DOD to use Linux clusters for combat simulations

The Defense Department has procured a pair of 256-processor Linux clusters to use in simulating global combat operations.

The Air Force's Maui High Performance Computing Center in Hawaii and the Aeronautical Systems Center Major Shared Resource Center at Wright-Patterson Air Force in Ohio will each house a cluster.

The system will provide a level of performance and detail that hasn't been offered in previous clusters, said Maj. Kevin Benedict, program manager for the Maui High Performance Computing Center. Both purchases are covered by DOD's Technology Insertion 2004 initiative, part of the High Performance Computing Modernization Program, an effort to update the military's high performance computers.

The Joint Forces Command will use the computers for large-scale, high-resolution simulations of combat situations, such as thousands of combat troops moving among millions of civilian vehicles.

Both clusters will be built using Evolocity cluster software from Linux Networx Inc. of Salt Lake City. DataDirect Networks Inc. of Chatsworth, Calif., will supply the 10T worth of storage appliances for each cluster. The systems will also use Linux Networx' Clusterworx cluster management software and Icebox power and temperature management software. Both systems will run 3.06-GHz Intel Xeon processors and Red Hat Enterprise Linux from Red Hat Inc. of Raleigh, N.C.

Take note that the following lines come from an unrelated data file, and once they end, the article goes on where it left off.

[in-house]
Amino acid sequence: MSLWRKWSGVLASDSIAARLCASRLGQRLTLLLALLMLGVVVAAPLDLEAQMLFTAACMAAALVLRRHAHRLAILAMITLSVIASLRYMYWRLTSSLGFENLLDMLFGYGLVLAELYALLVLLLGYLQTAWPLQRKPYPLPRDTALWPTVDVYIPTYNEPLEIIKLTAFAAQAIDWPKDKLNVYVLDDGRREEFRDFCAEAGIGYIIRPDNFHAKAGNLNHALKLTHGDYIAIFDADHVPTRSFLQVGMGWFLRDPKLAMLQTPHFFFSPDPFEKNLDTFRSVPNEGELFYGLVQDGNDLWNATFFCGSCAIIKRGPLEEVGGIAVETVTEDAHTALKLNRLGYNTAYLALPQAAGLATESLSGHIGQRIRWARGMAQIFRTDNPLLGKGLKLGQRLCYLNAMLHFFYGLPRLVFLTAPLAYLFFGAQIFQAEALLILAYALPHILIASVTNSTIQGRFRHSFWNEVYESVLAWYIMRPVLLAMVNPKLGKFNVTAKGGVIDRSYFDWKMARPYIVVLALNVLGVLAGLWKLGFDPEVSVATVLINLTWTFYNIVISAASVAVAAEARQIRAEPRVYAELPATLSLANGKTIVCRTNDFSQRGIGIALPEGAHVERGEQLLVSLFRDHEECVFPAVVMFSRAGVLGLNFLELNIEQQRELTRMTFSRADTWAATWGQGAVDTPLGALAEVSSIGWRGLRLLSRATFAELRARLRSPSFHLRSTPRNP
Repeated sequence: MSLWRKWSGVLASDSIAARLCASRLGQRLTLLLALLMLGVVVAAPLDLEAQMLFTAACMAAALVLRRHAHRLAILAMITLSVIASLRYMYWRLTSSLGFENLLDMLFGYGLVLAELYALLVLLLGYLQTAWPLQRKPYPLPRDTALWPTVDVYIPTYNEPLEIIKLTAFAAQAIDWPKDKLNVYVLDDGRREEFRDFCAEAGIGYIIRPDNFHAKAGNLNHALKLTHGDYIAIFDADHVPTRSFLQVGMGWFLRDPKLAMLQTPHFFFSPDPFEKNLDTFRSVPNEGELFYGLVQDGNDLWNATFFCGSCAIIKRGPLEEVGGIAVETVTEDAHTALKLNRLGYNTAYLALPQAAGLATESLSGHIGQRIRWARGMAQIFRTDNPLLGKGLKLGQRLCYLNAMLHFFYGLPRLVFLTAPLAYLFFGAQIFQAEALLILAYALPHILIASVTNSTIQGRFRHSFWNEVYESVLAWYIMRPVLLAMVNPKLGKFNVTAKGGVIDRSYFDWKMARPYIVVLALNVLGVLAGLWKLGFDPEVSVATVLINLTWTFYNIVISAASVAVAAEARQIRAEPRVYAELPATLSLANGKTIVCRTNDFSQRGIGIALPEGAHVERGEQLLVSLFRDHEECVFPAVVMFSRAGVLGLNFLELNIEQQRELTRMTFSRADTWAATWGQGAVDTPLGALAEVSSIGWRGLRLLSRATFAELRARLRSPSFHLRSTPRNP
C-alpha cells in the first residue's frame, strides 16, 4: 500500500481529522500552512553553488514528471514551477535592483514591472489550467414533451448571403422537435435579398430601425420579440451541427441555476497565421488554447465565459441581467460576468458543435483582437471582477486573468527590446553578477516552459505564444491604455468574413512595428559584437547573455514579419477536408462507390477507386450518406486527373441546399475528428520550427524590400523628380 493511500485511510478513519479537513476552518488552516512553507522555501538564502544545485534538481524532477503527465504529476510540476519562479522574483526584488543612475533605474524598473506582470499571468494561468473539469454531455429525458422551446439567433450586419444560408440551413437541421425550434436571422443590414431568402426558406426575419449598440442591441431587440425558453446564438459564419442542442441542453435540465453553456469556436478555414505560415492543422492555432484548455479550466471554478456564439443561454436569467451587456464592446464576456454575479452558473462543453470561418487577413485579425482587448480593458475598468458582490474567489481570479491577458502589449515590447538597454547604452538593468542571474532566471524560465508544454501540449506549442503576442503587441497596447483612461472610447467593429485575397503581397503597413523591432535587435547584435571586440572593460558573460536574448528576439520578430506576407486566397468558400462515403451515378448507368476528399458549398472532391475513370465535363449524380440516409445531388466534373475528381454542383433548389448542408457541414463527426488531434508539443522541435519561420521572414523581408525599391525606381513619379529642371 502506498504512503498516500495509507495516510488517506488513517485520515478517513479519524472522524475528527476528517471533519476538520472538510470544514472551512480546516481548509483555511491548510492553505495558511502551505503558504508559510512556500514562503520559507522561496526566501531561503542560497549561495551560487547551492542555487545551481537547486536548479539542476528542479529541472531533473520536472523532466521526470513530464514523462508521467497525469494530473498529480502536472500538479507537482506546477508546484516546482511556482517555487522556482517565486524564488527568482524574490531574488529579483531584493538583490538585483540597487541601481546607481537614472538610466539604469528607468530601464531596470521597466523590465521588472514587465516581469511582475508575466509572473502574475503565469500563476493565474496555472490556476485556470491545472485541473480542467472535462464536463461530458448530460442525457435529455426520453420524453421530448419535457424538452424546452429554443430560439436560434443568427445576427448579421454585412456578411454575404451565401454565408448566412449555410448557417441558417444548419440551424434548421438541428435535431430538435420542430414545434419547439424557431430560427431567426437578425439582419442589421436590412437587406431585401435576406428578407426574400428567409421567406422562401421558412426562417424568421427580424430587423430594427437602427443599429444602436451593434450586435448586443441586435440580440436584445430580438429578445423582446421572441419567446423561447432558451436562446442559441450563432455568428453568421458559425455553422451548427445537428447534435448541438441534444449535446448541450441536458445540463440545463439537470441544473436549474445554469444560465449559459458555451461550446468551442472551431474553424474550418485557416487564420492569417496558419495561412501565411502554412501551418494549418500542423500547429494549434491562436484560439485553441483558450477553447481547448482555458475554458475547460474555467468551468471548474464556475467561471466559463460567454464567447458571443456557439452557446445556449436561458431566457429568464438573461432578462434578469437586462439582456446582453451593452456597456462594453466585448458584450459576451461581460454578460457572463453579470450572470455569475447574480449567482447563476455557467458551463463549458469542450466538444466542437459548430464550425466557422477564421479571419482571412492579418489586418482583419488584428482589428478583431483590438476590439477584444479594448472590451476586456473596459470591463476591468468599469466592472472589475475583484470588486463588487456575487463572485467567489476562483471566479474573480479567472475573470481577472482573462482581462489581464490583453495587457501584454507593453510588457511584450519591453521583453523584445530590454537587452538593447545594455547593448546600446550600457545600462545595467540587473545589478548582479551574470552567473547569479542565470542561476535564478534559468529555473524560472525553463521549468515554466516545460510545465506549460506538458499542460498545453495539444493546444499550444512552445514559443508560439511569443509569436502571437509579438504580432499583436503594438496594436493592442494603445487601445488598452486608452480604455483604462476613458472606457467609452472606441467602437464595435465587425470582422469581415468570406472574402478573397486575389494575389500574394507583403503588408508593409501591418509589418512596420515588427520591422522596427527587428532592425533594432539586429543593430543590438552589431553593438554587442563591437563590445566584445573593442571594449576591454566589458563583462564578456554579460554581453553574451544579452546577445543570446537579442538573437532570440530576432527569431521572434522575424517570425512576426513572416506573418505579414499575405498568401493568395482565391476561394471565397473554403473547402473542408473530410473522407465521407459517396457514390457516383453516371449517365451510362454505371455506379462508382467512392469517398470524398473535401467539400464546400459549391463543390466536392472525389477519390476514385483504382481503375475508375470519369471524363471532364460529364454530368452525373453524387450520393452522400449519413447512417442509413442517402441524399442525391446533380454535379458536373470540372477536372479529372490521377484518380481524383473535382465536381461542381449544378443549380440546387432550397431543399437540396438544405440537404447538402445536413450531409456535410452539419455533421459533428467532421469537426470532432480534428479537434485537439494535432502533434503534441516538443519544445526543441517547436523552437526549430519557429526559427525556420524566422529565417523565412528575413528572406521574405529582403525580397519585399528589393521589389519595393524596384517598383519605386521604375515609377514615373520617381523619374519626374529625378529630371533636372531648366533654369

The cluster in Maui has been operational since early July and has a theoretical peak capacity of 1.5 TFLOPS, according to David Morton, technical director for the Maui High Performance Computing Center.

About the Author

Joab Jackson is the senior technology editor for Government Computer News.


  • senior center (vuqarali/

    Bmore Responsive: Home-grown emergency response coordination 

    Working with the local Code for America brigade, Baltimore’s Health Department built a new contact management system that saves hundreds of hours when checking in on senior care centers during emergencies.

  • man checking phone in the dark (Maridav/

    AI-based ‘listening’ helps VA monitor vets’ mental health

    To better monitor veterans’ mental health, especially during the pandemic, the Department of Veterans Affairs is relying on data and artificial intelligence-based analytics.

Stay Connected